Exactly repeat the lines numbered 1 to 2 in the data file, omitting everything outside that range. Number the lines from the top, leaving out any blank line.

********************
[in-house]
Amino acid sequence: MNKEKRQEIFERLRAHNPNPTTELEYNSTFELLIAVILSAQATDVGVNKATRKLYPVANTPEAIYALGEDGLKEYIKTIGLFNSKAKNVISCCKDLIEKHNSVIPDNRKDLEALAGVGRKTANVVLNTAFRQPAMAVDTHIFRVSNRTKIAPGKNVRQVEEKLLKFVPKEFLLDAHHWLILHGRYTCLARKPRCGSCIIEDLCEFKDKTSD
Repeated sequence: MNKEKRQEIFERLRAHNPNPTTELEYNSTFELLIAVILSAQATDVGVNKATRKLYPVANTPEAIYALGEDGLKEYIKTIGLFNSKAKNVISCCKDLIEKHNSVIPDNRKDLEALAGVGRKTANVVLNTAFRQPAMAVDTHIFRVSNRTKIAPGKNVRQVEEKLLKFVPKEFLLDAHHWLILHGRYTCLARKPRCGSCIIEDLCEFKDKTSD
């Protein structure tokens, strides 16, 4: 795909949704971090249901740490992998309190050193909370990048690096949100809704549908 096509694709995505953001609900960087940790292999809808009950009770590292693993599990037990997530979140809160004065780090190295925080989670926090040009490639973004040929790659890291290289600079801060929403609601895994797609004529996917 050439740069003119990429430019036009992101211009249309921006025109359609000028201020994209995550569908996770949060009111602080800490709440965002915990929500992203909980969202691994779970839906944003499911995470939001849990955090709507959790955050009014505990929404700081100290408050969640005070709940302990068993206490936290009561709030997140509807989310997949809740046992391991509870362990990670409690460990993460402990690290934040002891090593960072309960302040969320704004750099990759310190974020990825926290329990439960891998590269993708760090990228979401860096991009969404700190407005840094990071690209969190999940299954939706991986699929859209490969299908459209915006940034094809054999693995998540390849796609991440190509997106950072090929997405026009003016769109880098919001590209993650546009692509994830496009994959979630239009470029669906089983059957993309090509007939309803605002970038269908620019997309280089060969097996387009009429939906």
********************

[in-house]
Amino acid sequence: MNKEKRQEIFERLRAHNPNPTTELEYNSTFELLIAVILSAQATDVGVNKATRKLYPVANTPEAIYALGEDGLKEYIKTIGLFNSKAKNVISCCKDLIEKHNSVIPDNRKDLEALAGVGRKTANVVLNTAFRQPAMAVDTHIFRVSNRTKIAPGKNVRQVEEKLLKFVPKEFLLDAHHWLILHGRYTCLARKPRCGSCIIEDLCEFKDKTSD